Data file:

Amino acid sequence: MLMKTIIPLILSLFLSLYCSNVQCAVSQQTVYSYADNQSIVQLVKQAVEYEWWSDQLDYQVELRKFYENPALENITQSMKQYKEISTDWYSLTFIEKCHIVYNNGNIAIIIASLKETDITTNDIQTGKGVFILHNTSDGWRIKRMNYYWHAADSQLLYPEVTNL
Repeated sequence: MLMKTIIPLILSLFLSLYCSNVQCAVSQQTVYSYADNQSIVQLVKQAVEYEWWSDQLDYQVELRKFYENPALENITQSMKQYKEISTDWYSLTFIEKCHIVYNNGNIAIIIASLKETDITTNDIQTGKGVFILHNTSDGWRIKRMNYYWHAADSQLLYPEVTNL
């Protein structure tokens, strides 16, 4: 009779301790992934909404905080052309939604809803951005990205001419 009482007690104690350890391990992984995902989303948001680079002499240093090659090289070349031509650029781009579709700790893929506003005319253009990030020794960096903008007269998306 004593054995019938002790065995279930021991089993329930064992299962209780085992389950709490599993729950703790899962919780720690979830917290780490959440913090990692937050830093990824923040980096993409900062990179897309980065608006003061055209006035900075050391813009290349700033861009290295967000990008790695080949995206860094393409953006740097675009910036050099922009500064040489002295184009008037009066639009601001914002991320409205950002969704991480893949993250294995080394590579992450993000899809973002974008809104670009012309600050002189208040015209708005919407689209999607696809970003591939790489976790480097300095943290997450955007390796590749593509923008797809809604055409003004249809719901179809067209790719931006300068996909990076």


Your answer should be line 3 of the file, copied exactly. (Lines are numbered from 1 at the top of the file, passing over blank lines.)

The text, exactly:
């Protein structure tokens, strides 16, 4: 009779301790992934909404905080052309939604809803951005990205001419 009482007690104690350890391990992984995902989303948001680079002499240093090659090289070349031509650029781009579709700790893929506003005319253009990030020794960096903008007269998306 004593054995019938002790065995279930021991089993329930064992299962209780085992389950709490599993729950703790899962919780720690979830917290780490959440913090990692937050830093990824923040980096993409900062990179897309980065608006003061055209006035900075050391813009290349700033861009290295967000990008790695080949995206860094393409953006740097675009910036050099922009500064040489002295184009008037009066639009601001914002991320409205950002969704991480893949993250294995080394590579992450993000899809973002974008809104670009012309600050002189208040015209708005919407689209999607696809970003591939790489976790480097300095943290997450955007390796590749593509923008797809809604055409003004249809719901179809067209790719931006300068996909990076």